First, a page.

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To Tune or not to Tune

  1. Regular tuning increases stability. Settling is a function of the magnitude of a pitch change. Whatever the pitch change, it will settle a third. A 20 cent pitch raise will settle 6 cents, a 100 cent pitch raise will settle 30 cents ; immediately . The added tension flexes the soundboard and structure. Therefore, anything more then a few cents we do twice through quickly rather then once through slowly to maximize stability. Regularly tuned pianos may only need a 3 cent or less pitch change yielding very stable tuning.

  2. Regularly tuned pianos require less time to tuning because pitch has drifted less, Rather then a 30 min pitch raise followed by a 45 min second pass, it may need less then an hour. This leaves extra time to lubricate, tighten, voice, or regulate elements that will improve mechanics , tone and touch. We use extra time left to add more value; a reward for the easier tuning.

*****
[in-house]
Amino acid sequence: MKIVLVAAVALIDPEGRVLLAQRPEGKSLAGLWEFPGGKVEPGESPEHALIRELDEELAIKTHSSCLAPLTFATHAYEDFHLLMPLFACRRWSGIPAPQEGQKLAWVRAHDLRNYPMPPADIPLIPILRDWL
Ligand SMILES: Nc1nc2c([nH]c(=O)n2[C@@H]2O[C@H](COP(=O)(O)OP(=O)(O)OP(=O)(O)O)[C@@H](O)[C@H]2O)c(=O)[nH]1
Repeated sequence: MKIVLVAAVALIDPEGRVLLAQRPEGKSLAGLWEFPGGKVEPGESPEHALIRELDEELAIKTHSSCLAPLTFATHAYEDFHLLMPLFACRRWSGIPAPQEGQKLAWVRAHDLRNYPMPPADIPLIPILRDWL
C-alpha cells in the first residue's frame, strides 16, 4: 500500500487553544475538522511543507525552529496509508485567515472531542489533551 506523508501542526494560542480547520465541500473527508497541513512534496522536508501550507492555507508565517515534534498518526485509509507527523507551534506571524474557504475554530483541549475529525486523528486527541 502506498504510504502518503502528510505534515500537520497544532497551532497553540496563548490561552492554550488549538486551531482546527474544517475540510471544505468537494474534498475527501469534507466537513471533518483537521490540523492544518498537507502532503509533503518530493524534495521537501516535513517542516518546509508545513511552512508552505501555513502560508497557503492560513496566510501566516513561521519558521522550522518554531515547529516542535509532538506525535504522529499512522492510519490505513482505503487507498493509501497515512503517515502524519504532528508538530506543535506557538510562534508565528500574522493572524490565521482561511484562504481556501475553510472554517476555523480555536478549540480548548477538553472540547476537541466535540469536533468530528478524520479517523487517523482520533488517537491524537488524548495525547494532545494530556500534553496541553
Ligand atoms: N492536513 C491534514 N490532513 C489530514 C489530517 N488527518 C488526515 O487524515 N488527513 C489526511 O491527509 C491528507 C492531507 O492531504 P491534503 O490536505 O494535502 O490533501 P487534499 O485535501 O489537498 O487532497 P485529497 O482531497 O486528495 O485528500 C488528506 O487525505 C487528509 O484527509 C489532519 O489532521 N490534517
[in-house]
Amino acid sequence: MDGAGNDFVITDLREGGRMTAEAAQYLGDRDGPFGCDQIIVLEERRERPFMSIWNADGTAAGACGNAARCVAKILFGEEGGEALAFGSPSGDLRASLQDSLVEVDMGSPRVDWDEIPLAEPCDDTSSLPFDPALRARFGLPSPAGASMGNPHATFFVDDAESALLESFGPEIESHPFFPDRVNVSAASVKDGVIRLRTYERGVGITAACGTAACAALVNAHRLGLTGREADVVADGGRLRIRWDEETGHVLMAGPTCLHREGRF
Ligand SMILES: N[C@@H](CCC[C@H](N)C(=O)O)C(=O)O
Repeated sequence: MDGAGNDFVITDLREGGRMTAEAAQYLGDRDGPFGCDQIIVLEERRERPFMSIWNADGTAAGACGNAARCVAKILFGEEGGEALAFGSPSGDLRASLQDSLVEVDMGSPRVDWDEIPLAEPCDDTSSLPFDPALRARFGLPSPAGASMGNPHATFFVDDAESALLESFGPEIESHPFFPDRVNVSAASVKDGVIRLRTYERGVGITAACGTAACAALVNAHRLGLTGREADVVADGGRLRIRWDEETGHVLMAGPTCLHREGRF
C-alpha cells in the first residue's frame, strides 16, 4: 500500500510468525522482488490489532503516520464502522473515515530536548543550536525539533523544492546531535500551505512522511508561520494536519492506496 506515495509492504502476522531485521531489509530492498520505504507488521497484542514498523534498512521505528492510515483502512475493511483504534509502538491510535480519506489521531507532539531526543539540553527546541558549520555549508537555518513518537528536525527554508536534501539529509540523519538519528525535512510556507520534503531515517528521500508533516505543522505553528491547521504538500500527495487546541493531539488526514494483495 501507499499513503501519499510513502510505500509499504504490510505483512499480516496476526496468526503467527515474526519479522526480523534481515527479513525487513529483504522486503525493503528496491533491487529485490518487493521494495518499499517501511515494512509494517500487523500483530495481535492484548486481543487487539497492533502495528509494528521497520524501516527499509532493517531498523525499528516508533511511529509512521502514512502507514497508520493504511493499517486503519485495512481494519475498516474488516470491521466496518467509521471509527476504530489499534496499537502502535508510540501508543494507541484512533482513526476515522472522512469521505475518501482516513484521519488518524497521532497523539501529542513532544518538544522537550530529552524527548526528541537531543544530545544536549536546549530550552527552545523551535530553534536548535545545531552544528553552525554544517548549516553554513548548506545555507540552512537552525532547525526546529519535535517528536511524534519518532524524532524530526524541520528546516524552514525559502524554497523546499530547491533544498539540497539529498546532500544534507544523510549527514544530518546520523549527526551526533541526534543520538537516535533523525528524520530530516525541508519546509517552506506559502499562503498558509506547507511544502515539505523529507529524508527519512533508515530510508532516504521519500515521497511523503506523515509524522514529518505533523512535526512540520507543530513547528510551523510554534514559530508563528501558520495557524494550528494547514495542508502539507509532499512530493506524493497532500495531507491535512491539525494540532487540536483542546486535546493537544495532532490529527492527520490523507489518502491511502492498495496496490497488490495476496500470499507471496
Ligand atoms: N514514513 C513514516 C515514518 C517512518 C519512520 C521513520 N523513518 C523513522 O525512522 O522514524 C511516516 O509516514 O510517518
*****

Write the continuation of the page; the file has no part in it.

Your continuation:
3. The piano will sounds better , and for longer if tuned regularly, so perhaps people will enjoy playing it more

  4. It is better for the development and preservation of our ears: pitch sensitivity,. We get use to what we are exposed to.

  5. When a piano is seen regularly we catch problems, such as structural separations, glue failure, soundboard or bridge cracks earlier when they are simpler, easier, and much cheaper to fix.

  6. Persevere the value of your piano. It is easier to sell, thus worth more when it sound its best,

  7. Motto ; ALL pianos may not be equal, but all pianos deserve equally to sound the best they can .

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